The GAs turned to Maj. George Geiges, the 211th RQS combat systems officer on the HC-130 flight deck, who had all the tools necessary to calculate a good area to OK the jump.

“A crew-directed drop is one where the aircrew will pull tab data from charts and put it into the system on the aircraft,” Geiges said. “The system plots where we can release. It gives us a LAR, a launch acceptability region, meaning we can drop the jumpers anywhere in that area, and their chute maneuverability gives them the ability to steer a little bit, and that is plotted out from a wind vector.”

With the proper calculations, the GAs exited the aircraft door into the cold, gusty Alaska night.

“Once we got out, we realized the winds were pretty manageable, so we turned and ran with the wind, traveling the 1.7 miles to the drop zone,” Lutz said. “Once we neared the target area, we turned into the wind and were pushed back the remainder of the distance to the drop zone. At 1,000 feet, we disconnected our reserve static lines. If you cut away [the main parachute], the RSL pulls out your reserve. Doing this allowed us to cut away our mains on the ground and not be drug by the high winds.”

With as much as 80 pounds of medical and survival equipment strapped to their legs, the GAs pulled the release on their 15-foot lowering lines, and their gear hit the snow before they did.

“The landing itself was pretty easy,” Lutz said. “It was a slight flare [of the parachute], and we both had stand-up landings and cut away the parachutes.”

At the clinic, the GAs met with the village health aide who had been providing medical care for the ill resident.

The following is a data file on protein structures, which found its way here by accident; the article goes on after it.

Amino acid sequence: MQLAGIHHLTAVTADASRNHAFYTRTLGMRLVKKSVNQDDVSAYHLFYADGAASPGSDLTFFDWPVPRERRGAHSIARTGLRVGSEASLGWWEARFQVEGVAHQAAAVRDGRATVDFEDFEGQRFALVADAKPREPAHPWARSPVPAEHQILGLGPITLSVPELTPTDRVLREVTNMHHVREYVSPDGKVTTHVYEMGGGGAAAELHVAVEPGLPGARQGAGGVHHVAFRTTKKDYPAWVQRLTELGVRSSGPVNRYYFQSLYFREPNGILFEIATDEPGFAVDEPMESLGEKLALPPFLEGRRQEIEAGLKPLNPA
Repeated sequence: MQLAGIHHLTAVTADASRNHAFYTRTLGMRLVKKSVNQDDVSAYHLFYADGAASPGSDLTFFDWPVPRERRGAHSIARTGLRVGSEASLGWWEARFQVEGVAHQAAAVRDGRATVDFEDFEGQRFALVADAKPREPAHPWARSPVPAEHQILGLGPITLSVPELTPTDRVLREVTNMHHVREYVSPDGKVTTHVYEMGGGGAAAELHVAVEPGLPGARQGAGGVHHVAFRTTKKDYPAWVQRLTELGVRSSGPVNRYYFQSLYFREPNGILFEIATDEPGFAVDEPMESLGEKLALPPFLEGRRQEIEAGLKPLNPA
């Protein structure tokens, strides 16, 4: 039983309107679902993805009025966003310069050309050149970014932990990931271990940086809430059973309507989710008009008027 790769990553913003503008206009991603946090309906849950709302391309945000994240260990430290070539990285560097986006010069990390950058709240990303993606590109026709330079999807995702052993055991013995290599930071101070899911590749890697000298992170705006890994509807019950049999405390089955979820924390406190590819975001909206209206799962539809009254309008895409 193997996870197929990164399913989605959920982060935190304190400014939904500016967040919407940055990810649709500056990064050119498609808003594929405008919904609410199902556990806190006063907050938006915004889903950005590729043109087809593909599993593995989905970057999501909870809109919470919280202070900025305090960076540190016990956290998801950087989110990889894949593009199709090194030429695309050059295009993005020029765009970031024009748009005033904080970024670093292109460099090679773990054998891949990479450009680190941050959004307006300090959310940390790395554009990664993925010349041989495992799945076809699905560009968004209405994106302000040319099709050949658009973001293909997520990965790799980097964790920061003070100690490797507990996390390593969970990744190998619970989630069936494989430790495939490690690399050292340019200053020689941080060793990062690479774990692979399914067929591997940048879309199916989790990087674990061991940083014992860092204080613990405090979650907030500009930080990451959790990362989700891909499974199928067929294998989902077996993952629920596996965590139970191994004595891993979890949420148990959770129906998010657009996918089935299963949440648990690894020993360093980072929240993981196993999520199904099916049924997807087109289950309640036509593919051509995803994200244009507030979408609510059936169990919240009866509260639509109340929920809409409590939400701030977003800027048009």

“She was a very sick patient,” Lutz said. “You could definitely tell by her color and vitals she had been losing blood.”

Byrne said the team had more work to do before loading her on the HH-60 that had made its way through the weather to Kotlik.

“The most appropriate option was to be able to provide a medical intervention as quickly as we could versus evacuating her out as quickly as we could,” Byrne said. “We talked to a doctor in Bethel and relayed some of the information and the vitals we were seeing in real-time, and then we were given the recommendation to push blood.”

The original plan for evacuation to Bethel fell through due to many of the same circumstances that prevented civilian air ambulances from responding.

“We were trying to transload her to Bethel, but there was a band of weather between Kotlik and Bethel, so we had to divert to McGrath and do the transload to King there,” Perea said.

With the patient and the GAs onboard the HC-130, they departed McGrath for JBER, where the patient was transferred to the Anchorage Fire Department for transport to an area hospital.

Geiges said the mission was unique because of the level of teamwork required.

“We call ourselves the Rescue Triad, but in a lot of missions, one element stands out more than others, and I think this mission is a perfect example of that Rescue Triad working together. Each team was completely reliant on the others,” Geiges said. “We needed the GAs, the HC-130 and the HH-60 to get this mission done. I think it’s a great example of how that triad works here in Alaska.”

For the mission, 210th RQS, 211th RQS, 212th RQS and the AKRCC received credit for one save.